Florence Nightingale: The Lady with the Data
March 15, 2016
The lady with the lamp was also the lady who conducted pioneering and brave work as a statistician during a time when women were a rare presence in such fields. Florence Nightingale, one of the most prominent statisticians in history, used her passion for statistics to save lives of soldiers during the Crimean war, and do groundbreaking work in data visualization that continues to be influential to this day.
Statistics during the Crimean War
When Florence Nightingale arrived at the British military hospital in Turkey in 1856, the scene was pretty grim. The mortality rate was high, and the hospital was chaotic—even the number of deaths was not recorded correctly. Florence Nightingale established much needed order and method within the hospital’s statistical records.
She also collected a lot of new data. In doing so, Nightingale learned that poor sanitary practices were the main culprit of high mortality in hospitals. She was determined to curb such avoidable deaths. By using applied statistical methods, she made a case for eliminating the practices that contributed to the unsafe and unhealthy environment. Her work in statistics saved lives.
Tables and diagrams fill the pages of Nightingale’s notes and records. Hundreds of years before the Adobe Creative Cloud hit the market and “infographics” were something we all needed, Nightingale made data beautiful.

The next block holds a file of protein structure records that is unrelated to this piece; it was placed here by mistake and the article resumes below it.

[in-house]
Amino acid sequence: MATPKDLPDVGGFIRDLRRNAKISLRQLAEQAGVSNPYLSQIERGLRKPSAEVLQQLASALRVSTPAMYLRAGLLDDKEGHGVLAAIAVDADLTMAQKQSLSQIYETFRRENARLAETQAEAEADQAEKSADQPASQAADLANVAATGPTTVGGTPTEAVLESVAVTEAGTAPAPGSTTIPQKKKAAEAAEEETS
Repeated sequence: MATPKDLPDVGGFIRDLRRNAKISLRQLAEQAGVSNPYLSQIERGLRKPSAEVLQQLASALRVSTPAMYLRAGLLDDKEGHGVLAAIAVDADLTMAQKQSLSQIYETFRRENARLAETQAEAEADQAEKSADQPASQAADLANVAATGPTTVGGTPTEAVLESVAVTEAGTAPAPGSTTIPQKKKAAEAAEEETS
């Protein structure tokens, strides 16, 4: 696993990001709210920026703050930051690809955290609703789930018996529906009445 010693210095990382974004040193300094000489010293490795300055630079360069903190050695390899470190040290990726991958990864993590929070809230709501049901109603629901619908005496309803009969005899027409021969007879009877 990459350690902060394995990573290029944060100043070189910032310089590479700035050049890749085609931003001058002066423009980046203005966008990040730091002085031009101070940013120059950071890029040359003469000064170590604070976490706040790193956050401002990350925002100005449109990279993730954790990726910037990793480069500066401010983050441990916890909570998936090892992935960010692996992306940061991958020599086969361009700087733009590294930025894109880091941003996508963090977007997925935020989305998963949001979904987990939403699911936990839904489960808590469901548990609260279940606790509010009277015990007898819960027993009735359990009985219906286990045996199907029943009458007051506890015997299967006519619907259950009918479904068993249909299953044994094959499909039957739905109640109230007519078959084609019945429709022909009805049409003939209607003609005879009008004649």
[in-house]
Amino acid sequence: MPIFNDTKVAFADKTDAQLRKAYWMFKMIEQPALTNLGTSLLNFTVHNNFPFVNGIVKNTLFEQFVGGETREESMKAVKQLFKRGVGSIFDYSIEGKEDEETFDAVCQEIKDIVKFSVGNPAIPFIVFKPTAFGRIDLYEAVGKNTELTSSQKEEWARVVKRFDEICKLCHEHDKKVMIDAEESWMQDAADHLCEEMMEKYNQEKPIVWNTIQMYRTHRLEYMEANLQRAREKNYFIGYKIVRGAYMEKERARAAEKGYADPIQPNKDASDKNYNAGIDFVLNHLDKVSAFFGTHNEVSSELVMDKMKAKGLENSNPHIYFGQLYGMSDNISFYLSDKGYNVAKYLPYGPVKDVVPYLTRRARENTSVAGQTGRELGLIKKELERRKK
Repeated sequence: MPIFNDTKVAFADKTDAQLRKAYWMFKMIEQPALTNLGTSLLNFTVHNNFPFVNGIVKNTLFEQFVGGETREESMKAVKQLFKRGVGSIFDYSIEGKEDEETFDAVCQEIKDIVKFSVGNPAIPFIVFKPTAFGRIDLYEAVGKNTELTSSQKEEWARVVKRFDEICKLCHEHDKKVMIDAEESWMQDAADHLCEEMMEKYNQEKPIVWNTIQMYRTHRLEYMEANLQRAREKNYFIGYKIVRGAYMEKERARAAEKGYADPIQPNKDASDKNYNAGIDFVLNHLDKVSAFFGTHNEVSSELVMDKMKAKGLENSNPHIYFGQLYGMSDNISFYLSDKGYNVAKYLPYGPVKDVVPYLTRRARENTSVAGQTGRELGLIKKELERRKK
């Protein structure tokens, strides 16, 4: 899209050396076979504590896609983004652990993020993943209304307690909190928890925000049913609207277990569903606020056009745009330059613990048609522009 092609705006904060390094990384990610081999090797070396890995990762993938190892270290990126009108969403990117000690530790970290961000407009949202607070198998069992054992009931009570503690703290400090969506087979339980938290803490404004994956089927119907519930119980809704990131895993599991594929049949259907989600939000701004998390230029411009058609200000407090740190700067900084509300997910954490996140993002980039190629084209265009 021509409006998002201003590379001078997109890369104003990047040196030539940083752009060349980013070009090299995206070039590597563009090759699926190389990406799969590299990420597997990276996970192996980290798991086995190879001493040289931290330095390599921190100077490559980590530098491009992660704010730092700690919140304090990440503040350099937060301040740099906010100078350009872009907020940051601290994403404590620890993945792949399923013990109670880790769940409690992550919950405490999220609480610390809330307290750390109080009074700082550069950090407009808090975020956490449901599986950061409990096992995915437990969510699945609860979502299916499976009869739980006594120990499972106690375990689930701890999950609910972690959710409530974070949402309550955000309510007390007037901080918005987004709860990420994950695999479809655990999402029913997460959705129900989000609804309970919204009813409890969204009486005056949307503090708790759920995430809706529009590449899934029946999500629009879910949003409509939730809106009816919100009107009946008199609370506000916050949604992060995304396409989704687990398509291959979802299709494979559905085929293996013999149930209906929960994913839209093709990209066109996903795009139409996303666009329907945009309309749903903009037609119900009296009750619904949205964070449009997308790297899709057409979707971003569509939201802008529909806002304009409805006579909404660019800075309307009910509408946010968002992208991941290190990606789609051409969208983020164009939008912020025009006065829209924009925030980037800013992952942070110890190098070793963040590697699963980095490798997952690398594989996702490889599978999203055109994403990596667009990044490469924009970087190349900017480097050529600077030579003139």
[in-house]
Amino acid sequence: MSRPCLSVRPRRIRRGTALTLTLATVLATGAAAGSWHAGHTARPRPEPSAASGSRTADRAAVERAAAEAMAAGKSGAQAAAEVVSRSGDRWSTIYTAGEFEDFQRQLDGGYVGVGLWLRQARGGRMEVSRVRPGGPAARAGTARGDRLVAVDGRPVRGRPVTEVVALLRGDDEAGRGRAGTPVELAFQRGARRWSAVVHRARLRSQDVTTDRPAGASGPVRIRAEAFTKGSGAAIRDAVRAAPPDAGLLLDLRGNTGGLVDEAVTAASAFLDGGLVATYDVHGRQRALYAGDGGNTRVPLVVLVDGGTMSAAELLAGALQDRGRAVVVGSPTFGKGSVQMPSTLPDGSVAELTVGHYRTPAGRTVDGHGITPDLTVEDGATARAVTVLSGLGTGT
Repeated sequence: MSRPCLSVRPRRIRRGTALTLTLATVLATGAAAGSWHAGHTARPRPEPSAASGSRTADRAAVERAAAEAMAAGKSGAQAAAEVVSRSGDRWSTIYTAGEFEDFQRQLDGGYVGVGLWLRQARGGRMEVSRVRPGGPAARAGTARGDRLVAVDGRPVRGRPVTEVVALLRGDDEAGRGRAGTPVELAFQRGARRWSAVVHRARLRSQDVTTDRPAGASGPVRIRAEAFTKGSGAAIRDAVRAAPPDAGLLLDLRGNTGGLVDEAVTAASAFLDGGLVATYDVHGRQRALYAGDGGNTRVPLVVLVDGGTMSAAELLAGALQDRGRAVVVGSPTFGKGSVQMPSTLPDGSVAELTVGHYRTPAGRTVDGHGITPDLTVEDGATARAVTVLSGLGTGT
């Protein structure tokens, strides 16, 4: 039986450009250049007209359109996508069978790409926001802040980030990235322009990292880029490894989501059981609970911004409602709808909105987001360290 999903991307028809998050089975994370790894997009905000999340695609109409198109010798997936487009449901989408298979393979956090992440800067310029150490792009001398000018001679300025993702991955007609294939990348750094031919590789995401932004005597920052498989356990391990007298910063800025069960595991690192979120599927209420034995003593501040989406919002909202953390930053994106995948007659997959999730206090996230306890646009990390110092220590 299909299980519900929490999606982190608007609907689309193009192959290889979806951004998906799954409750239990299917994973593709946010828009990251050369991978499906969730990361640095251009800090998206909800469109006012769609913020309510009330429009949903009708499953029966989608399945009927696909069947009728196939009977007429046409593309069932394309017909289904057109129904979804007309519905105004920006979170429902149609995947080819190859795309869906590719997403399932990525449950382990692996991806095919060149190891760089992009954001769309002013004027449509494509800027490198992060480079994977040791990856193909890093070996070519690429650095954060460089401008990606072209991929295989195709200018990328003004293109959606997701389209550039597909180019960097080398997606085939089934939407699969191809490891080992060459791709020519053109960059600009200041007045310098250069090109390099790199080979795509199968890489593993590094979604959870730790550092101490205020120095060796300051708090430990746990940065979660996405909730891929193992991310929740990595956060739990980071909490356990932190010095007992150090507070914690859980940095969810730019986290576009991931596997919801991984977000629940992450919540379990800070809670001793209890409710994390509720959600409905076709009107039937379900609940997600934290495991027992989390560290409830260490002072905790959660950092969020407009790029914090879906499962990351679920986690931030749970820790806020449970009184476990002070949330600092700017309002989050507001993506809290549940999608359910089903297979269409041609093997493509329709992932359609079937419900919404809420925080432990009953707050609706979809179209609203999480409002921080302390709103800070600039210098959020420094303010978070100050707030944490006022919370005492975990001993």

Her most famous design, which we use in varying forms today, was the “coxcomb.” The coxcomb is similar to a pie chart, but more intricate. In a pie chart the size of the ‘slices’ represent a proportion of data, while in a coxcomb the length, which the slice extends radially from the center-point, represents the first layer of data.
The specific organization of Nightingale’s chart allowed her to represent more complex information layered in a single space. In her coxcomb during the Crimean War, the chart was divided evenly into 12 slices representing months of the year, with the shaded area of each month’s slice proportional to the death rate that month. Her color-coding shading indicated the cause of death in each area of the diagram.
Nightingale is an enduring role model for women in the field of statistics; she paved the road in so many ways. Today we know statistics careers are growing in nearly every type of industry, but Florence Nightingale probably didn’t have many female statisticians to serve as role models in the 1850s. She was the “lady with the lamp” who will long be remembered for her trailblazing work in statistics.
Edwin W. Kopf’s, “Florence Nightingale as Statistician”
The Guardian, “Florence Nightingale, Datajournalist: Information Has Always Been Beautiful”
Get Your Class Involved Offer the challenge as extra credit or as a class assignment Volunteer to help students form teams, and/or to sponsor teams Offer your classroom as a meeting and work space for student teams Assess your students’ knowledge and interest in statistics Motivate them about the future benefits of learning statistical skills …
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